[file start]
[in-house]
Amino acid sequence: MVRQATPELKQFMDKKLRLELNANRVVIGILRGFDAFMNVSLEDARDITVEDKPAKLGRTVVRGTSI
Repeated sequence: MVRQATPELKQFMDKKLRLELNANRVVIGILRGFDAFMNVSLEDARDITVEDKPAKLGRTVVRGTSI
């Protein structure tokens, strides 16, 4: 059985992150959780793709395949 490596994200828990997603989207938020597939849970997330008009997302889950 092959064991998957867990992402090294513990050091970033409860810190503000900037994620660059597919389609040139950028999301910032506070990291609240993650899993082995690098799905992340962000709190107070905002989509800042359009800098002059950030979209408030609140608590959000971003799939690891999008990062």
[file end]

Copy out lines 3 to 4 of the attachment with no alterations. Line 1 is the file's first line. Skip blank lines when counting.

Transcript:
Repeated sequence: MVRQATPELKQFMDKKLRLELNANRVVIGILRGFDAFMNVSLEDARDITVEDKPAKLGRTVVRGTSI
């Protein structure tokens, strides 16, 4: 059985992150959780793709395949 490596994200828990997603989207938020597939849970997330008009997302889950 092959064991998957867990992402090294513990050091970033409860810190503000900037994620660059597919389609040139950028999301910032506070990291609240993650899993082995690098799905992340962000709190107070905002989509800042359009800098002059950030979209408030609140608590959000971003799939690891999008990062």